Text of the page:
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How to Eat Kefir

Curious About Kefir? A Nutritionist Explains How to Work It Into Your Diet

Organic probiotic milk kefir grains, Tibetan mushrooms and kefir milk in glass containers

As most of us know now, gut health is such an important part of overall health with new research showing it is involved in a number of aspects of health, such as absorbing nutrients from the food we eat, improving immunity and protecting us from illness, modulating signals to the brain and even impacting our mood.

Our microbiome is what we call the ecosystem of bacteria living in our digestive tract and what we want is plenty of different, healthy bacteria populating and thriving in our microbiome. One food that is particularly helpful in promoting a thriving microbiome is kefir.

Kefir has been around for many years, originating from the Caucasus Mountains, and has superior probiotic content compared to yoghurt as the fermentation process means it contains more strains of bacteria. Yoghurts generally only contain three to five main strains, whereas kefir is generally between 10-15 strains. Traditionally kefir is made with cows' milk, but it can also be made using goat's milk, soy milk, coconut milk or water.

If you have tried kefir before you may not have been a fan straight up because a lot of kefir products tend to have an effervescence to them, kind of like drinking a mix of milk and soda water. That's why I like The Culture Co kefir. They use a specific combination of live cultures that results in a creamy, smooth texture which I find much more palatable — especially if you're new to Kefir.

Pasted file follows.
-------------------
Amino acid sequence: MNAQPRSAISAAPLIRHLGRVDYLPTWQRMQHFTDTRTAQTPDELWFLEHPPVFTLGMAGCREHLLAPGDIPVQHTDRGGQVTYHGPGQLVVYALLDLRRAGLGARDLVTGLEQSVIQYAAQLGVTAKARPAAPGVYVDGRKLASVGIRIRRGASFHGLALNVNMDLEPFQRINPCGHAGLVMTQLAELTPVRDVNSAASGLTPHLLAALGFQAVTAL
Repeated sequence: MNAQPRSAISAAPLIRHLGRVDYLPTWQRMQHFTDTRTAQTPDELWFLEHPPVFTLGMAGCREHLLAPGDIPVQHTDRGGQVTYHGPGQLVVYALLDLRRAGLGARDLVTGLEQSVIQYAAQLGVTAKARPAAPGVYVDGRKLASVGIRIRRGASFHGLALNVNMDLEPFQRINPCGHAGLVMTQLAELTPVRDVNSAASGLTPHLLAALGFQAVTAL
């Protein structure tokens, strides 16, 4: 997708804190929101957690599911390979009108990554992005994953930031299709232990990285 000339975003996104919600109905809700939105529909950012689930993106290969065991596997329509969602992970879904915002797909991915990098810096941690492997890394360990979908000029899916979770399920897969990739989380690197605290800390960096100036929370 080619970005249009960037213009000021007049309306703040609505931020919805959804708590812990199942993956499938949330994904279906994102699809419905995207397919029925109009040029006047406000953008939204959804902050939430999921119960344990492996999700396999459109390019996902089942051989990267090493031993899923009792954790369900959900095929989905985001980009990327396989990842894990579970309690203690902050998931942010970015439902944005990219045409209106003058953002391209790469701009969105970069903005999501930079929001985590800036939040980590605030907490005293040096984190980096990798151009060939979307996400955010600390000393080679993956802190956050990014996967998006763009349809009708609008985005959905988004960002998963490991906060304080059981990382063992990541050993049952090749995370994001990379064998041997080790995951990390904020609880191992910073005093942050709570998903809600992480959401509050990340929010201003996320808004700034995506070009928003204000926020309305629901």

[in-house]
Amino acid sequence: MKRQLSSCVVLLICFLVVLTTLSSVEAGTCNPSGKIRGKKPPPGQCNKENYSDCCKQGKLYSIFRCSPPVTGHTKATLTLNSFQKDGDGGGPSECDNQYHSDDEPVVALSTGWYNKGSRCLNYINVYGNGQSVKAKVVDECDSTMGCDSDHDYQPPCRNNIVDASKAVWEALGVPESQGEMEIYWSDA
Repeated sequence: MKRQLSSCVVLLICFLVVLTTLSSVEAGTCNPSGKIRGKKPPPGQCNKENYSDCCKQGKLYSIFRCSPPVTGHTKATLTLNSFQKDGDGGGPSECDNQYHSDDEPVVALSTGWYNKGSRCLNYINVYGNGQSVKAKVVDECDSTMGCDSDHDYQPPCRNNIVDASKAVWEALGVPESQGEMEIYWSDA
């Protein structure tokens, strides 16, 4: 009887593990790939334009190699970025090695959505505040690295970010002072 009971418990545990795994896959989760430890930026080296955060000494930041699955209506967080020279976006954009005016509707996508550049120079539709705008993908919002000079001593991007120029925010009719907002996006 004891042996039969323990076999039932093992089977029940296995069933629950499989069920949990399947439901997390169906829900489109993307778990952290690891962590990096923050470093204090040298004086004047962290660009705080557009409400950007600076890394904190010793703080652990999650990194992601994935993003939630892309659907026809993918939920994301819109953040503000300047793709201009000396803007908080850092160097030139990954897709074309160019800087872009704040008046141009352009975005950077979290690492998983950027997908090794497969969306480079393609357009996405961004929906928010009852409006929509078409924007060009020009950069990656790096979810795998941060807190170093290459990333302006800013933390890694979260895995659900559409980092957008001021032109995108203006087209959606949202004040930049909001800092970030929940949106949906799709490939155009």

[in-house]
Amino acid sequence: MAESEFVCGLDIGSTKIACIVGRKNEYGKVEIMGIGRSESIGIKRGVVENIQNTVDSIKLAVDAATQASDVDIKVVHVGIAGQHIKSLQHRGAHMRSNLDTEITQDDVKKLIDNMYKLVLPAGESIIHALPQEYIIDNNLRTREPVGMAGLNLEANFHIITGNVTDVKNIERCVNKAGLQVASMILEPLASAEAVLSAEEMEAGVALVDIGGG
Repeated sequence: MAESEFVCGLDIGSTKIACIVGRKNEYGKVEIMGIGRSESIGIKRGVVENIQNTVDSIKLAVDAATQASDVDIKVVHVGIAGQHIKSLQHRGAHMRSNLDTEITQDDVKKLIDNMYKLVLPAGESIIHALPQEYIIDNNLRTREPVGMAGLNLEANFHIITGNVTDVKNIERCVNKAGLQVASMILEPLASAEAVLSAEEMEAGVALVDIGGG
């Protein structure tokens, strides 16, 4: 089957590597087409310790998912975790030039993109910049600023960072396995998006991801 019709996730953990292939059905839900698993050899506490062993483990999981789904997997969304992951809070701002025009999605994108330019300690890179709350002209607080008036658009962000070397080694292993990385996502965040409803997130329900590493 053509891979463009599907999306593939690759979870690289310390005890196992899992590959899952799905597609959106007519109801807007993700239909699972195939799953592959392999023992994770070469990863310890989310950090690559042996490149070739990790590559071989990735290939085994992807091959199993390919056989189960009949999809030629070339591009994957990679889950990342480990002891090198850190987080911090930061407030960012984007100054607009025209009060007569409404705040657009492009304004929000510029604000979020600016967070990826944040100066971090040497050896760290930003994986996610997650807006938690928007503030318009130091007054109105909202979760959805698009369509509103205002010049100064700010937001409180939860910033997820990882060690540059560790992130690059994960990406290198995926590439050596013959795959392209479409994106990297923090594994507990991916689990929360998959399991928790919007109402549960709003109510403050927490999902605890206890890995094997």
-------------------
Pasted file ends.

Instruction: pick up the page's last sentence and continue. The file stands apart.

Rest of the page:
What I love about Kefir is that good brands can contain therapeutic doses of over 1 billion probiotics per serve. The only other way to receive a therapeutic dose is by supplementation, so it's a fantastic whole food to add to your daily diet. Not to mention it's also a good course of calcium and protein.

I regularly drink it in a glass on its own, but there are so many ways you can use it in your everyday cooking as well. You can add it to smoothies, or use the liquid component for bircher muesli and chia puddings, or just serve it as is with fruit, nuts or muesli. You can also get even more creative and use it in salad dressings, add it to dips and marinades, add it to baked goods, or even make healthy raw treats with it.

My favourite way to have kefir is in a smoothie with zucchini, spinach, prunes, blueberries and chia seeds. I also love it mixed with tahini and lemon juice, drizzled over a salad (see that recipe here). Although you can use in frozen or cooked recipes you will get the most probiotic benefit by using it chilled straight out of the fridge.

Steph Geddes is a nutritionist and holistic foodie whose recipes are a revelation for anyone wanting to fuel their body with good food that is balanced, easy and seriously delicious. You can follow her on Instagram here or read more from Steph on her website.

Image Source: ThitareeSarmkasat / Getty
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